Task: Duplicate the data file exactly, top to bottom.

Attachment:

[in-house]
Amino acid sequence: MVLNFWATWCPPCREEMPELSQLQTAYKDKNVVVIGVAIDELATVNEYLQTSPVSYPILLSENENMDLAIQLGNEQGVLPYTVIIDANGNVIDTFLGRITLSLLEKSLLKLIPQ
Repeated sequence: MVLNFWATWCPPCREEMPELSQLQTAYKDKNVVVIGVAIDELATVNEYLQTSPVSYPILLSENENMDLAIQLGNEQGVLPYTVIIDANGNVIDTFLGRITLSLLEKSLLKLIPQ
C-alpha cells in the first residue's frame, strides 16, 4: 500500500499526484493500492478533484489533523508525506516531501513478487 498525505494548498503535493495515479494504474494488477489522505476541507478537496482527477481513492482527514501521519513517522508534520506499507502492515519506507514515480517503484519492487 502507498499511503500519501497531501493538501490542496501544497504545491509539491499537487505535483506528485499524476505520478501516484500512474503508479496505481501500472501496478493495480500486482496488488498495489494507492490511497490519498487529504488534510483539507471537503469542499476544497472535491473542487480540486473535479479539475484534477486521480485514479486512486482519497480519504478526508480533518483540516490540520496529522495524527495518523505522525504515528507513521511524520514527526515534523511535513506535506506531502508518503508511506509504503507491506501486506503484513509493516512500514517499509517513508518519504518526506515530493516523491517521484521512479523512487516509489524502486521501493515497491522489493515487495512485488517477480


[in-house]
Amino acid sequence: MVLNFWATWCPPCREEMPELSQLQTAYKDKNVVVIGVAIDELATVNEYLQTSPVSYPILLSENENMDLAIQLGNEQGVLPYTVIIDANGNVIDTFLGRITLSLLEKSLLKLIPQ
Repeated sequence: MVLNFWATWCPPCREEMPELSQLQTAYKDKNVVVIGVAIDELATVNEYLQTSPVSYPILLSENENMDLAIQLGNEQGVLPYTVIIDANGNVIDTFLGRITLSLLEKSLLKLIPQ
C-alpha cells in the first residue's frame, strides 16, 4: 500500500499526484493500492478533484489533523508525506516531501513478487 498525505494548498503535493495515479494504474494488477489522505476541507478537496482527477481513492482527514501521519513517522508534520506499507502492515519506507514515480517503484519492487 502507498499511503500519501497531501493538501490542496501544497504545491509539491499537487505535483506528485499524476505520478501516484500512474503508479496505481501500472501496478493495480500486482496488488498495489494507492490511497490519498487529504488534510483539507471537503469542499476544497472535491473542487480540486473535479479539475484534477486521480485514479486512486482519497480519504478526508480533518483540516490540520496529522495524527495518523505522525504515528507513521511524520514527526515534523511535513506535506506531502508518503508511506509504503507491506501486506503484513509493516512500514517499509517513508518519504518526506515530493516523491517521484521512479523512487516509489524502486521501493515497491522489493515487495512485488517477480